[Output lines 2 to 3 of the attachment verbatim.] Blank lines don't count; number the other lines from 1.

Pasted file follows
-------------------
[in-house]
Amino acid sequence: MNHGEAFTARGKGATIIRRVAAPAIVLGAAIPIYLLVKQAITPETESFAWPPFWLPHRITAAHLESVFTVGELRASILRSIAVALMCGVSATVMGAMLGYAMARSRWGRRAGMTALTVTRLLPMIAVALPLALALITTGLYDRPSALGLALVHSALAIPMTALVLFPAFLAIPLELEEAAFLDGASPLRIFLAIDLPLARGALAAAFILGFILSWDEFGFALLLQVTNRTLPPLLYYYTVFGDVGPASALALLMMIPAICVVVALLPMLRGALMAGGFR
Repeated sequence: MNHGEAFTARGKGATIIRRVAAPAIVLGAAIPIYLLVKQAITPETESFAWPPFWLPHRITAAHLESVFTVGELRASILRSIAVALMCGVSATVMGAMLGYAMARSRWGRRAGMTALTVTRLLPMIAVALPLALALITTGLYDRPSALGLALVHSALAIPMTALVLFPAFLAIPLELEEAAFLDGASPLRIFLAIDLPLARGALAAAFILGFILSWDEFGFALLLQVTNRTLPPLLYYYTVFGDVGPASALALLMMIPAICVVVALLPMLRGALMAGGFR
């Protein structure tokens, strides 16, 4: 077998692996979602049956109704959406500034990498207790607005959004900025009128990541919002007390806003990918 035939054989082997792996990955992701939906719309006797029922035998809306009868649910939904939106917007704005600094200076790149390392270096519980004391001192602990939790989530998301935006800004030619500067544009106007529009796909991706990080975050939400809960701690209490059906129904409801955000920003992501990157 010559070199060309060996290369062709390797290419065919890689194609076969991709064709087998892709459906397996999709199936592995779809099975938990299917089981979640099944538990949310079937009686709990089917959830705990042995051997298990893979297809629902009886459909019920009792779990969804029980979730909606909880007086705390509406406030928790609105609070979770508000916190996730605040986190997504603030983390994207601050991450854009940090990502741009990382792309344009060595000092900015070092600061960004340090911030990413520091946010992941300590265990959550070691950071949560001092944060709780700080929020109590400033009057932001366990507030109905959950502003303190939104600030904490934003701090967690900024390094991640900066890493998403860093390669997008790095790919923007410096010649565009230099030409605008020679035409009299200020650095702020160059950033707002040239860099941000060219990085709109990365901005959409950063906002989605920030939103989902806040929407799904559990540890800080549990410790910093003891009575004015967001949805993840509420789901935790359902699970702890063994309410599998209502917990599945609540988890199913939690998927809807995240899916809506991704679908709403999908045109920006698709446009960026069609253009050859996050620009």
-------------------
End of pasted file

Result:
Amino acid sequence: MNHGEAFTARGKGATIIRRVAAPAIVLGAAIPIYLLVKQAITPETESFAWPPFWLPHRITAAHLESVFTVGELRASILRSIAVALMCGVSATVMGAMLGYAMARSRWGRRAGMTALTVTRLLPMIAVALPLALALITTGLYDRPSALGLALVHSALAIPMTALVLFPAFLAIPLELEEAAFLDGASPLRIFLAIDLPLARGALAAAFILGFILSWDEFGFALLLQVTNRTLPPLLYYYTVFGDVGPASALALLMMIPAICVVVALLPMLRGALMAGGFR
Repeated sequence: MNHGEAFTARGKGATIIRRVAAPAIVLGAAIPIYLLVKQAITPETESFAWPPFWLPHRITAAHLESVFTVGELRASILRSIAVALMCGVSATVMGAMLGYAMARSRWGRRAGMTALTVTRLLPMIAVALPLALALITTGLYDRPSALGLALVHSALAIPMTALVLFPAFLAIPLELEEAAFLDGASPLRIFLAIDLPLARGALAAAFILGFILSWDEFGFALLLQVTNRTLPPLLYYYTVFGDVGPASALALLMMIPAICVVVALLPMLRGALMAGGFR